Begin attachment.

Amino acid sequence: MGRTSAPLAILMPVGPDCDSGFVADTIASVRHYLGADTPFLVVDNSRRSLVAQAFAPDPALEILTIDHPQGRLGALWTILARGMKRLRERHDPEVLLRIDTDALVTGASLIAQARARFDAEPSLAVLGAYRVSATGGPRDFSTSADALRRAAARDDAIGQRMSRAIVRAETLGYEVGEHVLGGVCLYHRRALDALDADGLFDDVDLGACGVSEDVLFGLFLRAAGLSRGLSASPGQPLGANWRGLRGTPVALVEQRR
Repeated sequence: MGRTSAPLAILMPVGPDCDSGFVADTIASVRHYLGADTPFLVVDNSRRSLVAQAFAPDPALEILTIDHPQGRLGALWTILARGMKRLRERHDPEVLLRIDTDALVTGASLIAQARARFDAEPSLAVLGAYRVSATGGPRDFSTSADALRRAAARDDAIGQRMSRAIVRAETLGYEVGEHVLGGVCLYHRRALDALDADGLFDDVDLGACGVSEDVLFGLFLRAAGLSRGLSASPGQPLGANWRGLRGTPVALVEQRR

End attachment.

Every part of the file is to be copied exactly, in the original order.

Amino acid sequence: MGRTSAPLAILMPVGPDCDSGFVADTIASVRHYLGADTPFLVVDNSRRSLVAQAFAPDPALEILTIDHPQGRLGALWTILARGMKRLRERHDPEVLLRIDTDALVTGASLIAQARARFDAEPSLAVLGAYRVSATGGPRDFSTSADALRRAAARDDAIGQRMSRAIVRAETLGYEVGEHVLGGVCLYHRRALDALDADGLFDDVDLGACGVSEDVLFGLFLRAAGLSRGLSASPGQPLGANWRGLRGTPVALVEQRR
Repeated sequence: MGRTSAPLAILMPVGPDCDSGFVADTIASVRHYLGADTPFLVVDNSRRSLVAQAFAPDPALEILTIDHPQGRLGALWTILARGMKRLRERHDPEVLLRIDTDALVTGASLIAQARARFDAEPSLAVLGAYRVSATGGPRDFSTSADALRRAAARDDAIGQRMSRAIVRAETLGYEVGEHVLGGVCLYHRRALDALDADGLFDDVDLGACGVSEDVLFGLFLRAAGLSRGLSASPGQPLGANWRGLRGTPVALVEQRR